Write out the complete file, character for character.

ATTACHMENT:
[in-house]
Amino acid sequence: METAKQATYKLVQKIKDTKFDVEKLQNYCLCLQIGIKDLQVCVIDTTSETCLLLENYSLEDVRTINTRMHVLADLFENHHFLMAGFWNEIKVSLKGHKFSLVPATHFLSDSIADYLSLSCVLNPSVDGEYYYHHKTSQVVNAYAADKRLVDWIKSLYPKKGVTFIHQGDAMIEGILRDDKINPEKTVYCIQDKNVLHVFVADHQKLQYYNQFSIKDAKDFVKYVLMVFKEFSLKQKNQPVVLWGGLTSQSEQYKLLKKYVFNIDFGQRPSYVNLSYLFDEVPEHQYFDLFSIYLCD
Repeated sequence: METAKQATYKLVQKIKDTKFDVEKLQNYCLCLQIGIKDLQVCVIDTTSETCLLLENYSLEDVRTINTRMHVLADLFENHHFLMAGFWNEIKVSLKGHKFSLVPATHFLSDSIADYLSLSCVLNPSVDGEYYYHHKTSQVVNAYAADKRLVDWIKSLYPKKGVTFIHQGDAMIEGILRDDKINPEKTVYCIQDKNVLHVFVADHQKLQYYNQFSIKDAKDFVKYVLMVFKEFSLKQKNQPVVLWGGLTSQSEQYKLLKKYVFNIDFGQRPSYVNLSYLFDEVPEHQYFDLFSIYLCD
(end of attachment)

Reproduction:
[in-house]
Amino acid sequence: METAKQATYKLVQKIKDTKFDVEKLQNYCLCLQIGIKDLQVCVIDTTSETCLLLENYSLEDVRTINTRMHVLADLFENHHFLMAGFWNEIKVSLKGHKFSLVPATHFLSDSIADYLSLSCVLNPSVDGEYYYHHKTSQVVNAYAADKRLVDWIKSLYPKKGVTFIHQGDAMIEGILRDDKINPEKTVYCIQDKNVLHVFVADHQKLQYYNQFSIKDAKDFVKYVLMVFKEFSLKQKNQPVVLWGGLTSQSEQYKLLKKYVFNIDFGQRPSYVNLSYLFDEVPEHQYFDLFSIYLCD
Repeated sequence: METAKQATYKLVQKIKDTKFDVEKLQNYCLCLQIGIKDLQVCVIDTTSETCLLLENYSLEDVRTINTRMHVLADLFENHHFLMAGFWNEIKVSLKGHKFSLVPATHFLSDSIADYLSLSCVLNPSVDGEYYYHHKTSQVVNAYAADKRLVDWIKSLYPKKGVTFIHQGDAMIEGILRDDKINPEKTVYCIQDKNVLHVFVADHQKLQYYNQFSIKDAKDFVKYVLMVFKEFSLKQKNQPVVLWGGLTSQSEQYKLLKKYVFNIDFGQRPSYVNLSYLFDEVPEHQYFDLFSIYLCD